3. To reveal actual results
Use a "before and after" example. Instead of simply listing prices on your site, use it as an opportunity to address anticipated buyer reactions like 'sticker shock', turning those research experiences into sales opportunities.
4. To extend SEO Opportunities
Check out the terms and phrases in your industry related to "cost" and "price," and invariably you'll uncover some huge content opportunities. You can gather easy SEO wins by creating a pricing page and optimising for these terms. Which is especially helpful if you own an ecommerce store.
Try including free offers to capture that traffic and engage them in a sales conversation. This strategy works alongside another viable strategy for the really price-averse out there, i.e. putting detailed pricing information behind a landing page to make the exchange of this valuable information more controlled.
5. To provide transparency
Hugely important this one! Consumers are used to seeing (and expecting) transparent pricing information. When your prices aren’t listed, potential clients may get scared. They’ll move to another website because they will (rightly or wrongly) assume you’re too expensive. Or, they’ll think something is “wrong.”
Potential clients want to know what they’re going to pay (and can they afford it?) before they consider making a purchase. If they have even the slightest fear that you’re too expensive, they won’t take it further. By being transparent with your pricing you’ll know the people who are contacting you are serious about your services.
There are several tactics you can employ to offset the fear that a visitor will arrive at your pricing page and go into meltdown!! You need to support your pricing model with a solid value statement.
What do your customers get in return for your prices and how do they benefit compared to competitor offerings? Don't just publish this information, make it part of your sales pitch. Address your customers' objections before they even ask you about them, and before the sale has gone to a competitor.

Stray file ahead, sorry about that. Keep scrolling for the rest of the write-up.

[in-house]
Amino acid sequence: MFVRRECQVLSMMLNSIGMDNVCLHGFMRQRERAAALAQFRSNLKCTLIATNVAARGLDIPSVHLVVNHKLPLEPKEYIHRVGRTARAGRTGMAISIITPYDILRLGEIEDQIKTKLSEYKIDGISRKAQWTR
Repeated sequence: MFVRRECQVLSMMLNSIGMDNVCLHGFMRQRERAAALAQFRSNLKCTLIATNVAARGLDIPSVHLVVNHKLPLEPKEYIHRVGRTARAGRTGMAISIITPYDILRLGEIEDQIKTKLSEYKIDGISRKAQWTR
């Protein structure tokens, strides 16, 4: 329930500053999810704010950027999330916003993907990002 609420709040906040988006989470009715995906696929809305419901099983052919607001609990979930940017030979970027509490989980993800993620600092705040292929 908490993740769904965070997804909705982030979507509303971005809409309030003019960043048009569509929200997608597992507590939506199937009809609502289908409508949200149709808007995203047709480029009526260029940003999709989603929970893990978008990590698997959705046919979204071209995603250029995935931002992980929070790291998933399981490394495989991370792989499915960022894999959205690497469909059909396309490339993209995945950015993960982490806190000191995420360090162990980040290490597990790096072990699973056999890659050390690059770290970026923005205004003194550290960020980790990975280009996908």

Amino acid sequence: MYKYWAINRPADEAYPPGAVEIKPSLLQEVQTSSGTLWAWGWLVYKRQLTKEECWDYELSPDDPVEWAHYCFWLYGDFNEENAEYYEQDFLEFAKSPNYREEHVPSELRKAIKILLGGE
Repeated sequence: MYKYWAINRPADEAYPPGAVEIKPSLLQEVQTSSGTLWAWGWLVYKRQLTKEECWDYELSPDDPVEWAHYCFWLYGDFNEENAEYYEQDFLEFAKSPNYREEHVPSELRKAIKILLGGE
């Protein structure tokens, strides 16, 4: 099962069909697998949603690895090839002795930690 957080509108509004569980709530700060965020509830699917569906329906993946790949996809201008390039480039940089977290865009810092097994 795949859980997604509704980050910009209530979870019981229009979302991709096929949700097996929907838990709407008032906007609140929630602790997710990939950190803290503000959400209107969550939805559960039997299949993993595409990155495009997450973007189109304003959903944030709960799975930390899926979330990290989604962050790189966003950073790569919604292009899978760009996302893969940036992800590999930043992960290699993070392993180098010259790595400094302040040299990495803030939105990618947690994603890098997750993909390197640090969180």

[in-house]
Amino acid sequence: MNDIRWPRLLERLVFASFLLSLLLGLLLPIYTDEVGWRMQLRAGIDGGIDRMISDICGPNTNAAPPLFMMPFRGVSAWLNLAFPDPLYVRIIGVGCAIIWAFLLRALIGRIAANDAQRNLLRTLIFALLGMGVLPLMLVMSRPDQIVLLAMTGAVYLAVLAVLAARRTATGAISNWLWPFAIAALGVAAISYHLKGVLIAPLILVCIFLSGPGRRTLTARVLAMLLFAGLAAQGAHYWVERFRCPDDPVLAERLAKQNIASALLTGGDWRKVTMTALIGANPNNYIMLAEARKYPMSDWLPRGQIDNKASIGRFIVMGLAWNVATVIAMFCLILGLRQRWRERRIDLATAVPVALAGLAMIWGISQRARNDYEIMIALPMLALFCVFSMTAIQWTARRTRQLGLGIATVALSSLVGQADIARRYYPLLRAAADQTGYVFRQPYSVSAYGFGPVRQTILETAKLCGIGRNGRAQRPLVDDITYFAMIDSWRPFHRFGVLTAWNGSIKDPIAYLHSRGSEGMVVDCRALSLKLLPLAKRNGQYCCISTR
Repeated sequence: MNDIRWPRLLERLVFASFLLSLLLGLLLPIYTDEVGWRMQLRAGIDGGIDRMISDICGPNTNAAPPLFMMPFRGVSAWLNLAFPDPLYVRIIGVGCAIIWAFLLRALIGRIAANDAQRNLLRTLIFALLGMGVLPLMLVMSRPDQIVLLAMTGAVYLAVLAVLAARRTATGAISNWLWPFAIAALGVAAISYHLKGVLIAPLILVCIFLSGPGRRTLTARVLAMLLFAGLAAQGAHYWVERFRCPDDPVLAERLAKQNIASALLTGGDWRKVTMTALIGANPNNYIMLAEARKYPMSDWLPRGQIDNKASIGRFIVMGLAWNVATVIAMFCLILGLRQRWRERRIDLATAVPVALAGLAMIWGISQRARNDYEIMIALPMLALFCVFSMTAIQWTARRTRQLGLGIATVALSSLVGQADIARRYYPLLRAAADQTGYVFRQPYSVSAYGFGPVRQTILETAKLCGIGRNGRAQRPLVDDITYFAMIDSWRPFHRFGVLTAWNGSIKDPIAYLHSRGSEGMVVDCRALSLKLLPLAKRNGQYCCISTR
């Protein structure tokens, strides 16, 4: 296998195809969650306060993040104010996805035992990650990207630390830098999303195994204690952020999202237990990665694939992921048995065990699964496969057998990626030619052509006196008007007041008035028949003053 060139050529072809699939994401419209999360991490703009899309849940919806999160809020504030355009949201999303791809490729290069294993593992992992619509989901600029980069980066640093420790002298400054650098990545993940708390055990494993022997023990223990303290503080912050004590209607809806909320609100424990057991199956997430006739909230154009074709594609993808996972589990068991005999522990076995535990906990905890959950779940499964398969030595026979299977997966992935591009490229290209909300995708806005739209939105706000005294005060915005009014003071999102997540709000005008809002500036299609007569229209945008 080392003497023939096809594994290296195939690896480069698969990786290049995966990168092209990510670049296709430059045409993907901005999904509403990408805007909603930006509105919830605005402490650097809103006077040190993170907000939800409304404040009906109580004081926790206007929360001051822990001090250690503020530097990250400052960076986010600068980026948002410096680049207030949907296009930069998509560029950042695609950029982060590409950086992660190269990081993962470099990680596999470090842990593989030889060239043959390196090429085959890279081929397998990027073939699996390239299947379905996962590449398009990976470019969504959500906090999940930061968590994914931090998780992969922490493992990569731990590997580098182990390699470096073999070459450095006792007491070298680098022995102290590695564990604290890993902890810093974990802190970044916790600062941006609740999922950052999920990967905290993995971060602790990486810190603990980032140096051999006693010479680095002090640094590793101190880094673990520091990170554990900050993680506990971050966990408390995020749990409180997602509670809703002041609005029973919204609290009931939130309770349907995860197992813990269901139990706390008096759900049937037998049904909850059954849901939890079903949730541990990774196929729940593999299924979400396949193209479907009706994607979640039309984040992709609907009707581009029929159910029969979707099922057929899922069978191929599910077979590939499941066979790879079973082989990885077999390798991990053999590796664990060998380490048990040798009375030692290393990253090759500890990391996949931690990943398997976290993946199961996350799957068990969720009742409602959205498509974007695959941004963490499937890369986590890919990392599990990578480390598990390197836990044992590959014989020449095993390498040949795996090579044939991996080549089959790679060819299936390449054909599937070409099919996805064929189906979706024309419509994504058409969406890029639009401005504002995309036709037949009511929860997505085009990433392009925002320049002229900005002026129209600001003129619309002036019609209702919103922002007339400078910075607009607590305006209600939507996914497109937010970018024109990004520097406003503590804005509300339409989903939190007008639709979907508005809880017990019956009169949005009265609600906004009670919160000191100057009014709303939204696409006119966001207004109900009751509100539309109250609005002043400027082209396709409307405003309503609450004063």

If your prices change from project to project, you can just say, “Prices start from £X - contact us for an exact quote.” By doing this you’re giving potential clients an idea of your pricing structure. You’re being transparent about your services from the start and that’s the most important thing - what better way to build great relationships with clients than to lay it all on the table from day one?
6. A higher price = higher quality
We subconsciously associate a higher price with higher quality. This is why pricing is so important in building your credibility and reputation. When you publish your prices and explain the concrete reasons why your client should pay more than for competitor X, you’re subconsciously conveying your value.
The Internet is a huge, fluid marketplace that enables all of us to search, compare and find the best deal, whatever we are seeking. Publishing your prices is making a statement about the value of your product or service.
If you can save your ideal client the extra effort of having to ask for your prices you not only save both of you time, you’re also a step ahead in establishing trust – and that's priceless! We've made our own excuses in the past for not displaying our prices. In 2016 the excuses end!
- Harvard Business Review on Pricing, November 2008.
- Pricing for Profit: How to Develop a Powerful Pricing Strategy for Your Business, Peter Hill 2013.
- So Why Do I Care? Management, Marketing and Innovation Insights for a Changing World, Tom Coughlan 2006.
- Pricing Strategy: Tactics and Strategies for Pricing with Confidence, Warren D. Hamilton 2014.